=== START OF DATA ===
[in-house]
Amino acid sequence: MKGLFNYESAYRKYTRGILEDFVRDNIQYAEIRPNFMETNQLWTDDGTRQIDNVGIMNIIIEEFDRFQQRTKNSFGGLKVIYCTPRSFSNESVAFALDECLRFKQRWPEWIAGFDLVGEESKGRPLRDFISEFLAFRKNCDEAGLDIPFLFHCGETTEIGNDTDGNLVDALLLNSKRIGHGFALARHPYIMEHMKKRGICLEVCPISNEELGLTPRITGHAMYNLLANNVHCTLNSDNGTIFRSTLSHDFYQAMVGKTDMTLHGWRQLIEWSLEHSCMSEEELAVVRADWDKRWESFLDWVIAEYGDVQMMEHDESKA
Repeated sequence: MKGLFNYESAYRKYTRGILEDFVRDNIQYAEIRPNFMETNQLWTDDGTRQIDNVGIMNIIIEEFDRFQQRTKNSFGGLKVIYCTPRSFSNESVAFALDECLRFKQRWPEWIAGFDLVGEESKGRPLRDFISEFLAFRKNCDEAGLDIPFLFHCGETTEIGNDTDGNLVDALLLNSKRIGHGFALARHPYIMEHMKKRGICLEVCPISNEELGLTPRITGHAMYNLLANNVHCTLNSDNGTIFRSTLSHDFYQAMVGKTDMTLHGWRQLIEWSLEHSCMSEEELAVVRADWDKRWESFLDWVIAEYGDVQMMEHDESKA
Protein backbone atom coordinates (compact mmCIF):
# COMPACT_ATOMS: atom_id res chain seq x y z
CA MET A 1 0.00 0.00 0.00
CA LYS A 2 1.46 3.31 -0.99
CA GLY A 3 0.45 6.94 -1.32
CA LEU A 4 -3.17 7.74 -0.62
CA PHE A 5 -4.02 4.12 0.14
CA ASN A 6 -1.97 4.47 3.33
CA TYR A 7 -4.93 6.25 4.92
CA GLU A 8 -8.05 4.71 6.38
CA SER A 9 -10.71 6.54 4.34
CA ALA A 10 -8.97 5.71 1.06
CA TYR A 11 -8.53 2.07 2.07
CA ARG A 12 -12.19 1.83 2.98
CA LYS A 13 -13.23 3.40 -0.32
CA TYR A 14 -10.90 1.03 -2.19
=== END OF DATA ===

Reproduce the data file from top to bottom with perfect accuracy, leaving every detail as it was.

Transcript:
[in-house]
Amino acid sequence: MKGLFNYESAYRKYTRGILEDFVRDNIQYAEIRPNFMETNQLWTDDGTRQIDNVGIMNIIIEEFDRFQQRTKNSFGGLKVIYCTPRSFSNESVAFALDECLRFKQRWPEWIAGFDLVGEESKGRPLRDFISEFLAFRKNCDEAGLDIPFLFHCGETTEIGNDTDGNLVDALLLNSKRIGHGFALARHPYIMEHMKKRGICLEVCPISNEELGLTPRITGHAMYNLLANNVHCTLNSDNGTIFRSTLSHDFYQAMVGKTDMTLHGWRQLIEWSLEHSCMSEEELAVVRADWDKRWESFLDWVIAEYGDVQMMEHDESKA
Repeated sequence: MKGLFNYESAYRKYTRGILEDFVRDNIQYAEIRPNFMETNQLWTDDGTRQIDNVGIMNIIIEEFDRFQQRTKNSFGGLKVIYCTPRSFSNESVAFALDECLRFKQRWPEWIAGFDLVGEESKGRPLRDFISEFLAFRKNCDEAGLDIPFLFHCGETTEIGNDTDGNLVDALLLNSKRIGHGFALARHPYIMEHMKKRGICLEVCPISNEELGLTPRITGHAMYNLLANNVHCTLNSDNGTIFRSTLSHDFYQAMVGKTDMTLHGWRQLIEWSLEHSCMSEEELAVVRADWDKRWESFLDWVIAEYGDVQMMEHDESKA
Protein backbone atom coordinates (compact mmCIF):
# COMPACT_ATOMS: atom_id res chain seq x y z
CA MET A 1 0.00 0.00 0.00
CA LYS A 2 1.46 3.31 -0.99
CA GLY A 3 0.45 6.94 -1.32
CA LEU A 4 -3.17 7.74 -0.62
CA PHE A 5 -4.02 4.12 0.14
CA ASN A 6 -1.97 4.47 3.33
CA TYR A 7 -4.93 6.25 4.92
CA GLU A 8 -8.05 4.71 6.38
CA SER A 9 -10.71 6.54 4.34
CA ALA A 10 -8.97 5.71 1.06
CA TYR A 11 -8.53 2.07 2.07
CA ARG A 12 -12.19 1.83 2.98
CA LYS A 13 -13.23 3.40 -0.32
CA TYR A 14 -10.90 1.03 -2.19